Barrilleaux v. Mendicino County et al

Filing 31

ORDER denying 27 Plaintiff's motion to strike affirmative defenses and ORDER requiring declarations re: General Order 56. Declarations and, if appropriate, stipulation and proposed order due by 09/29/14. Signed by Judge Thelton E. Henderson on 09/17/14. (tehlc3, COURT STAFF) (Filed on 9/17/2014)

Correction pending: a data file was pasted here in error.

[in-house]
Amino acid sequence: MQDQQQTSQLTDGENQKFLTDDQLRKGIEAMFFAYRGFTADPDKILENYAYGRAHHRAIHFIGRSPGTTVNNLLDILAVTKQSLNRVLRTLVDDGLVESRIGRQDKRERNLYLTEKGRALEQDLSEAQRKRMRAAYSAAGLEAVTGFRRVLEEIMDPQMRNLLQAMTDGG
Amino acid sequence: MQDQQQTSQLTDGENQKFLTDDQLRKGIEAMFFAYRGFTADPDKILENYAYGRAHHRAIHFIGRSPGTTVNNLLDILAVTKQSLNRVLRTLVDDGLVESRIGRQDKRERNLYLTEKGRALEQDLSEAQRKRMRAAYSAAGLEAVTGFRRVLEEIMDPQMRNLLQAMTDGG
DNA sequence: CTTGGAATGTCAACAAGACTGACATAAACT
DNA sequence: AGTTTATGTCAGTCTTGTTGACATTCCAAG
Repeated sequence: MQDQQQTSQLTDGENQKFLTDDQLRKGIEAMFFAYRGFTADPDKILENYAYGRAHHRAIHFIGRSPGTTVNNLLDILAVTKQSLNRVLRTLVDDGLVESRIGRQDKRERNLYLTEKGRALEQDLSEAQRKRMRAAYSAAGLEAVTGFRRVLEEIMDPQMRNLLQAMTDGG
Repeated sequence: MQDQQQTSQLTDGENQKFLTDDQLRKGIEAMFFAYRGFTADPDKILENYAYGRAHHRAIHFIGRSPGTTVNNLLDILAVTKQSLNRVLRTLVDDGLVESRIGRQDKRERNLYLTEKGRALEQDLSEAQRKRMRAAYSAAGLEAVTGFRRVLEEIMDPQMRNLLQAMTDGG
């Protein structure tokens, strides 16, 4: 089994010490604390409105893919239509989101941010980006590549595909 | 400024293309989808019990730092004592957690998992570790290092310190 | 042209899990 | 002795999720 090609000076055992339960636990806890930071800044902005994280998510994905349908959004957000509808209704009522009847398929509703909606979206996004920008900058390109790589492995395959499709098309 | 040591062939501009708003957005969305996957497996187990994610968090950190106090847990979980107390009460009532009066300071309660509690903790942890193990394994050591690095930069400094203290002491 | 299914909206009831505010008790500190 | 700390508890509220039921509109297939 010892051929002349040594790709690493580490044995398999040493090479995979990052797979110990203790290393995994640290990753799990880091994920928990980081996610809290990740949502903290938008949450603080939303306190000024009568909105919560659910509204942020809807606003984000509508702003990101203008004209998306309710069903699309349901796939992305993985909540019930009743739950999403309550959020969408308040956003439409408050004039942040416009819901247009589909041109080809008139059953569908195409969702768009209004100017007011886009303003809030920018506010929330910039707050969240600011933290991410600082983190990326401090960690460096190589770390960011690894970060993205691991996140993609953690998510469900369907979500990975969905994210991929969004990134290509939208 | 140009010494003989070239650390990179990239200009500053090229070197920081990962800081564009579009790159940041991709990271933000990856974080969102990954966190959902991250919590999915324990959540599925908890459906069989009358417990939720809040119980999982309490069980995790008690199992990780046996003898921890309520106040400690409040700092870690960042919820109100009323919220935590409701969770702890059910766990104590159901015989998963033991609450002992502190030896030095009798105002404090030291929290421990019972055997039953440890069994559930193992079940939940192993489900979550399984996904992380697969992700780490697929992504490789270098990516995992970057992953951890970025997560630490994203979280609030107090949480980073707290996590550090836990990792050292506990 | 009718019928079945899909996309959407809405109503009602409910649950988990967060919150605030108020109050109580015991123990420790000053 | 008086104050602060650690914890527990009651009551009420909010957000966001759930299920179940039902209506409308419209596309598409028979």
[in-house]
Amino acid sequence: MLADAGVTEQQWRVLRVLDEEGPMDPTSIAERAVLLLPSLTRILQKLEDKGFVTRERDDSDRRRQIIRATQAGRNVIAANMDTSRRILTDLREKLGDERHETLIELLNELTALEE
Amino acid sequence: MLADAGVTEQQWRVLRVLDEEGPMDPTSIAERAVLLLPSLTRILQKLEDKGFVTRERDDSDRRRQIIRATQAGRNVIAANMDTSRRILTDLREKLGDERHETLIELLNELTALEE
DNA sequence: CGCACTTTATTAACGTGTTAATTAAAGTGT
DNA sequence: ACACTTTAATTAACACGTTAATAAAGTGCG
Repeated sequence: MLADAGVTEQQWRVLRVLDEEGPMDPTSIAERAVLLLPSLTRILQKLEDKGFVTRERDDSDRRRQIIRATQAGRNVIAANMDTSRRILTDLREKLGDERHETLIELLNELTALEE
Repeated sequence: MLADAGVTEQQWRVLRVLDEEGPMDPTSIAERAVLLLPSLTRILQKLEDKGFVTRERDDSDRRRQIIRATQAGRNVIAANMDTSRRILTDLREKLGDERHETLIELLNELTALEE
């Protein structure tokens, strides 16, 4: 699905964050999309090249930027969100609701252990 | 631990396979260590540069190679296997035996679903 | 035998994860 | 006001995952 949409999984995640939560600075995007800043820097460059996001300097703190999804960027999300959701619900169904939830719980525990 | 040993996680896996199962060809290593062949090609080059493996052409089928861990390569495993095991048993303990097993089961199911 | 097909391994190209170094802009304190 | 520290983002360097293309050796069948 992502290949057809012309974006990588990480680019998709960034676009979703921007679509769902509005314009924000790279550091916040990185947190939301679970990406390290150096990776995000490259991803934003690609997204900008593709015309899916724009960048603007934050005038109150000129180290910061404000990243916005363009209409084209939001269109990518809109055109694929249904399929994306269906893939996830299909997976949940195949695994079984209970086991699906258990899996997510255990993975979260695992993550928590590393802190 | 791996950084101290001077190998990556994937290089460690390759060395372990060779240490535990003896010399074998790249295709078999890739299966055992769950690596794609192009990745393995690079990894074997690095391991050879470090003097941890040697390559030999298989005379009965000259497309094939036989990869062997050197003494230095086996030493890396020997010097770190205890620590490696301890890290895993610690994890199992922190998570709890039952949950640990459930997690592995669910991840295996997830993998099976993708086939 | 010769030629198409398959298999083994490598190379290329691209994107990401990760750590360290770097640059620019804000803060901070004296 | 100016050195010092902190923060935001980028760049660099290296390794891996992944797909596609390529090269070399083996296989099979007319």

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1 2 3 UNITED STATES DISTRICT COURT 4 NORTHERN DISTRICT OF CALIFORNIA 5 6 JESSICA BARRILLEAUX, Plaintiff, 7 8 9 10 v. MENDOCINO COUNTY, et al., Defendants. Case No. 14-cv-01373-TEH ORDER DENYING PLAINTIFF’S MOTION TO STRIKE AFFIRMATIVE DEFENSES AND ORDER REQUIRING DECLARATIONS RE: GENERAL ORDER 56 United States District Court Northern District of California 11 12 This matter comes before the Court on Plaintiff Jessica Barrilleaux’s motion to 13 strike affirmative defenses from the answer filed by Defendants Superior Court of 14 California, Mendocino County; and Judicial Council of California, Administrative Office 15 of the Courts. The Court finds this matter suitable for resolution without oral argument 16 and hereby VACATES the October 6, 2014 motion hearing. 17 Plaintiff’s motion appears to have some merit, as “every judge in this district to 18 have taken up the issue has concluded that [Ashcroft v. Iqbal, 556 U.S. 662 (2009), and 19 Bell Atlantic Corp. v. Twombly, 550 U.S. 544 (2007)] apply to the pleading of affirmative 20 defenses,” Hernandez v. Dutch Goose, Inc., Case No. C13-3537 LB, 2013 WL 5781476, at 21 *4 n.2 (N.D. Cal. Oct. 25, 2013) (citing cases from nineteen different judges, including this 22 Court), and the challenged affirmative defenses do not appear to meet the relevant 23 standard. However, the Court finds it premature to rule on Plaintiff’s motion given the 24 stage of these proceedings and the applicability of Northern District of California General 25 Order 56 to this case. As another judge in this district recently explained: Requiring Defendants to re-plead their affirmative defenses now will not further the resolution of Plaintiff’s claims, nor does it impede Plaintiff’s ability to prosecute [her] case. Northern District of California General Order 56 sets in place expedited deadlines and procedures for the resolution of Americans with Disabilities Act access litigation. Paragraph 2 26 27 28 4 of General Order 56 pertains to the parties’ Rule 26 initial disclosures: should a defendant intend to dispute liability, he/she is required to provide all information in his/her control relating to that defense by a particular date. Requiring Defendants to re-plead their affirmative defenses at this juncture will [serve] only to embroil the parties and this Court in needless motion practice, which General Order 56 was designed to avoid. 5 Rodgers v. Claim Jumper Rest., LLC, Case No. 13-CV-5496 YGR, 2014 WL 1760959, at 6 *2 (N.D. Cal. May 1, 2014). This Court fully agrees. Plaintiff’s motion is therefore 7 DENIED without prejudice to re-filing if the parties are unable to settle this case on their 8 own or through mediation. 1 2 3 In addition, although Plaintiff refers to General Order 56 in her motion papers, it is 9 unclear whether the parties have fully complied with the order’s requirements and the 11 United States District Court Northern District of California 10 related scheduling deadlines set forth in the March 26, 2014 scheduling order (“Scheduling 12 Order”). Under the Scheduling Order, the parties were to have completed a joint site 13 inspection no later than July 8, 2014, with initial disclosures due seven days prior, and 14 have met and conferred in person to discuss settlement within 28 business days thereafter. 15 Plaintiff was required to file a notice of need for mediation within 42 days of the joint site 16 inspection, or August 19, 2014, if the parties were unable to resolve the matter. No such 17 filing has been received, and it is possible that the parties have failed to comply with any 18 of the provisions of General Order 56 and the Scheduling Order. Accordingly, the parties are ordered to file, on or before September 29, 2014, 19 20 declarations affirming that they have read and understood the provisions of General Order 21 56 and the Scheduling Order, and discussing whether they have complied with any of 22 those provisions. If they have not complied with all provisions, then the parties shall, by 23 the same date, submit a stipulation and proposed order – or separate statements to the 24 Court if agreement cannot be reached – with new dates to comply with each missed 25 // 26 // 27 // 28 // 2 1 deadline contained in the Scheduling Order. The Court opts not to impose any sanctions at 2 this time but may do so for any future violations. 3 4 IT IS SO ORDERED. 5 6 7 Dated: 09/17/14 _____________________________________ THELTON E. HENDERSON United States District Judge 8 9 10 United States District Court Northern District of California 11 12 13 14 15 16 17 18 19 20 21 22 23 24 25 26 27 28 3

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